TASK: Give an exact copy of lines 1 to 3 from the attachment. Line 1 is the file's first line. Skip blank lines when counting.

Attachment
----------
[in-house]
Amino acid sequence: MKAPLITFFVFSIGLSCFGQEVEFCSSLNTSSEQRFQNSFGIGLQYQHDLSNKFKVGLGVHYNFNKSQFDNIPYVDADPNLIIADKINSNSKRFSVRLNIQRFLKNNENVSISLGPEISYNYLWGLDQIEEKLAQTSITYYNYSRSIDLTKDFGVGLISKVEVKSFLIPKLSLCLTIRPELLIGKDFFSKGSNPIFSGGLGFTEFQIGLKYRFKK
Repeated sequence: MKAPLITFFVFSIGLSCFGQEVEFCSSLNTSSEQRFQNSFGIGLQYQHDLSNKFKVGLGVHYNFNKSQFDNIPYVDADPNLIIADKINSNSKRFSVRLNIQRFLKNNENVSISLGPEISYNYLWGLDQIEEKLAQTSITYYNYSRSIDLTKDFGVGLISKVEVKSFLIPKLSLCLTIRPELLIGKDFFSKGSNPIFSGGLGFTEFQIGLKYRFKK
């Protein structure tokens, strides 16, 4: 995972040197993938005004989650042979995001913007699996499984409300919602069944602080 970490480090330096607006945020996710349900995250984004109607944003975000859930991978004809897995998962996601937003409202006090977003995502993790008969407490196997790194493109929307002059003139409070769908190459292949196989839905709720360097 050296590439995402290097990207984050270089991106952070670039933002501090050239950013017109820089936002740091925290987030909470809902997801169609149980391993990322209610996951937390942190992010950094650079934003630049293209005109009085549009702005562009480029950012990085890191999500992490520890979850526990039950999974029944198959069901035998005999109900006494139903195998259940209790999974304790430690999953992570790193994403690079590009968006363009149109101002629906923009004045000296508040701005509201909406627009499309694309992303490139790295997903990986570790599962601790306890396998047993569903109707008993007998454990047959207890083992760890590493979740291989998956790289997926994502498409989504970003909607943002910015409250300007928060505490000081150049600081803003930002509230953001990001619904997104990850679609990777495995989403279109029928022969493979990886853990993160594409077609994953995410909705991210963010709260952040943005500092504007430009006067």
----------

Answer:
[in-house]
Amino acid sequence: MKAPLITFFVFSIGLSCFGQEVEFCSSLNTSSEQRFQNSFGIGLQYQHDLSNKFKVGLGVHYNFNKSQFDNIPYVDADPNLIIADKINSNSKRFSVRLNIQRFLKNNENVSISLGPEISYNYLWGLDQIEEKLAQTSITYYNYSRSIDLTKDFGVGLISKVEVKSFLIPKLSLCLTIRPELLIGKDFFSKGSNPIFSGGLGFTEFQIGLKYRFKK
Repeated sequence: MKAPLITFFVFSIGLSCFGQEVEFCSSLNTSSEQRFQNSFGIGLQYQHDLSNKFKVGLGVHYNFNKSQFDNIPYVDADPNLIIADKINSNSKRFSVRLNIQRFLKNNENVSISLGPEISYNYLWGLDQIEEKLAQTSITYYNYSRSIDLTKDFGVGLISKVEVKSFLIPKLSLCLTIRPELLIGKDFFSKGSNPIFSGGLGFTEFQIGLKYRFKK